Dave Millett runs Equinox, a leading independent brokerage and consultancy firm
GfK and VMware: Innovating together on hybrid cloud
GfK has been the global leader in data and analytics for more than 85 years, supplying its clients with optimised decision inputs.
In its capacity as a strategic and technical partner, VMware has been walking GfK along its digital transformation path for over a decade.
“We are a demanding and singularly dynamic customer, which is why a close partnership with VMware is integral to the success of everyone involved,” said Joerg Hesselink, Global Head of Infrastructure, GfK IT Services.
Four years ago, the Nuremberg-based researcher expanded its on-premises infrastructure by introducing VMware vRealize Automation. In doing so, it laid a solid foundation, resulting in a self-service hybrid-cloud environment.
By expanding on the basis of VMware Cloud on AWS and VMware Cloud Foundation with vRealize Cloud Management, GfK has given itself a secure infrastructure and reliable operations by efficiently operating processes, policies, people and tools in both private and public cloud environments.
One important step for GfK involved migrating from multiple cloud providers to just a single one. The team chose VMware.
“VMware is the market leader for on-premises virtualisation and hybrid-cloud solutions, so it was only logical to tackle the next project for the future together,” says Hesselink.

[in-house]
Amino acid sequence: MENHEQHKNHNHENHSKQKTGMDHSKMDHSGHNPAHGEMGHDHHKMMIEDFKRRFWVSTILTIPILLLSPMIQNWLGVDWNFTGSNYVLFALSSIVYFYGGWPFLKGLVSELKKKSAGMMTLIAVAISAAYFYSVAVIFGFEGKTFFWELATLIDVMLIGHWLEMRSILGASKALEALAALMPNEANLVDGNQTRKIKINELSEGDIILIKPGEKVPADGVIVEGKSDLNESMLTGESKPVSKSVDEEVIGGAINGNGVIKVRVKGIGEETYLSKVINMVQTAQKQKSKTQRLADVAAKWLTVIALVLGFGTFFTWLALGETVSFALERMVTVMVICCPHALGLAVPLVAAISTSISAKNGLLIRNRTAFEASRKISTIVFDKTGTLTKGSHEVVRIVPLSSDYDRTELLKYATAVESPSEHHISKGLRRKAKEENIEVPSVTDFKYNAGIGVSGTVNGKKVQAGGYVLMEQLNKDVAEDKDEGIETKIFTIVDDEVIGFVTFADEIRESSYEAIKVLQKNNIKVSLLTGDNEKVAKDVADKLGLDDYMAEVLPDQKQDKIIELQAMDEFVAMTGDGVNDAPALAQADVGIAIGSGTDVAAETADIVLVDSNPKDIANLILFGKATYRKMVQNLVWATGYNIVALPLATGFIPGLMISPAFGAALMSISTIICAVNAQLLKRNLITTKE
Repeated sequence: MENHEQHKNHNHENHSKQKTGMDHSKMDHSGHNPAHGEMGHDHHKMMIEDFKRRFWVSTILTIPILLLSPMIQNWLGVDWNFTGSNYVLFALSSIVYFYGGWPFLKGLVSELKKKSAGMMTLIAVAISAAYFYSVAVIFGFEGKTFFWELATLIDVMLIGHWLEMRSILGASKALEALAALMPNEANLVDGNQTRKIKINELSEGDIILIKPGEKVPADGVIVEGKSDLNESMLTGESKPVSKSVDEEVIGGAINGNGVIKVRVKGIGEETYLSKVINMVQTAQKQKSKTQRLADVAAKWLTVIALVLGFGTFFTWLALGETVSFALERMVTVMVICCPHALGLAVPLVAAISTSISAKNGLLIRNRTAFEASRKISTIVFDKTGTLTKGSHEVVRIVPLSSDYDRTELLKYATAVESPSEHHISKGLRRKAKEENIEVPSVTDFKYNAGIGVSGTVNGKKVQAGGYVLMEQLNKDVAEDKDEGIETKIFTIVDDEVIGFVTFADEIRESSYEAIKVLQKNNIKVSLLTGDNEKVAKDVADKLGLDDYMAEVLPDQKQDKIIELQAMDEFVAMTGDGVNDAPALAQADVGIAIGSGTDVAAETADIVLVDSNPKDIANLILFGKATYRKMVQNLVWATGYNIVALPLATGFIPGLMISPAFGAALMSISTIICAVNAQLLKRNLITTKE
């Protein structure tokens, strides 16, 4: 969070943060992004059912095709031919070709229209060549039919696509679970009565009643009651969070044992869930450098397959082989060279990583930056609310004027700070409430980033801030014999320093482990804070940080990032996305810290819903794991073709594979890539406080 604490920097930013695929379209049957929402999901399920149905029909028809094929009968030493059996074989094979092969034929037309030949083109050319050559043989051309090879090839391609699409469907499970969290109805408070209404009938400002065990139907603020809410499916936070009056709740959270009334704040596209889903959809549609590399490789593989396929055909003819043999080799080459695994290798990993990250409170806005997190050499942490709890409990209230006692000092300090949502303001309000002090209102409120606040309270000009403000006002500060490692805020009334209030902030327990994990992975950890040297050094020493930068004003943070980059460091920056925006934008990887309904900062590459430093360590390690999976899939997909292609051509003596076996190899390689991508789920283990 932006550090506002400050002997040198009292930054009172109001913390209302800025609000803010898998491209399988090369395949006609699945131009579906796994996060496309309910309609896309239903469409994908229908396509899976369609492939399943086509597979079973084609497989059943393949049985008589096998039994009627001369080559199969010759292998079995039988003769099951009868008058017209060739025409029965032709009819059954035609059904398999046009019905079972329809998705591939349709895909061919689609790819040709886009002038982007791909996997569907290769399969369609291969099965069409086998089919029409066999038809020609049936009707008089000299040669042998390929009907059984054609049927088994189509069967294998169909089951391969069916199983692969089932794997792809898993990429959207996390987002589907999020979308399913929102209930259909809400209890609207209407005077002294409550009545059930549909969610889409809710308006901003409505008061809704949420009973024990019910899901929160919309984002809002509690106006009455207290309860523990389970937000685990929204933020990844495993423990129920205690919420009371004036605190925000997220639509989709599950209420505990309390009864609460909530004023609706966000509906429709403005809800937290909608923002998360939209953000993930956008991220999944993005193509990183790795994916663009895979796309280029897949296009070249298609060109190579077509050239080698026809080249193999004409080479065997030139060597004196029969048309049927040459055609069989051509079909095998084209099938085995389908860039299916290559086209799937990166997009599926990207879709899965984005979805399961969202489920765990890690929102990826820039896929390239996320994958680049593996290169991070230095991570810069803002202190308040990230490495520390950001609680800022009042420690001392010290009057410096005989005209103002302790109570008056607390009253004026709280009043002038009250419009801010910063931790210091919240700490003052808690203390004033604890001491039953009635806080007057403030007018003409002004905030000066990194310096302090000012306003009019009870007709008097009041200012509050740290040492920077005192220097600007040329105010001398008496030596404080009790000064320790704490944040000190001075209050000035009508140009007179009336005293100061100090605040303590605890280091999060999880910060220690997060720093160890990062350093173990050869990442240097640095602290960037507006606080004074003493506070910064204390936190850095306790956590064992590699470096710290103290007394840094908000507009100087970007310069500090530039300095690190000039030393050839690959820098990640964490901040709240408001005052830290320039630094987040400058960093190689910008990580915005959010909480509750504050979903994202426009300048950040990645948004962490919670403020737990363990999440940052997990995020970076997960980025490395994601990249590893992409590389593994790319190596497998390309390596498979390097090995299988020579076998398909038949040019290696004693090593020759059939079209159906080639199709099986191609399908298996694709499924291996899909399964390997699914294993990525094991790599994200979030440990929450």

Migration to the VMware-based environment was integrated into existing hardware simply and smoothly in April 2020. Going forward, GfK’s new hybrid cloud model will establish a harmonised core system complete with VMware Cloud on AWS, VMware Cloud Foundation with vRealize Cloud Management and a volume rising from an initial 500 VMs to a total of 4,000 VMs.
“We are modernising, protecting and scaling our applications with the world’s leading hybrid cloud solution: VMware Cloud on AWS, following VMware on Google Cloud Platform,” adds Hesselink.
The hybrid cloud-based infrastructure also empowers GfK to respond to new and future projects with astonishing agility: Resources can now be shifted quickly and easily from the private to the public cloud – without modifying the nature of interaction with the environment.
The gfknewron project is a good example – the company’s latest AI-powered product is based exclusively on public cloud technology. The consistency guaranteed by VMware Cloud on AWS eases the burden on both regular staff and the IT team. Better still, since the teams are already familiar with the VMware environment, the learning curve for upskilling is short.
One very important factor for the GfK was that VMware Cloud on AWS constituted an investment in future-proof technology that will stay relevant.
“The new cloud-based infrastructure comprising VMware Cloud on AWS and VMware Cloud Foundation forges a successful link between on-premises and cloud-based solutions,” says Hesselink. “That in turn enables GfK to efficiently develop its own modern applications and solutions.
“In market research, everything is data-driven. So, we need the best technological basis to efficiently process large volumes of data and consistently distill them into logical insights that genuinely benefit the client.
“We transform data and information into actionable knowledge that serves as a sustainable driver of business growth. VMware Cloud on AWS is an investment in a platform that helps us be well prepared for whatever the future may hold.”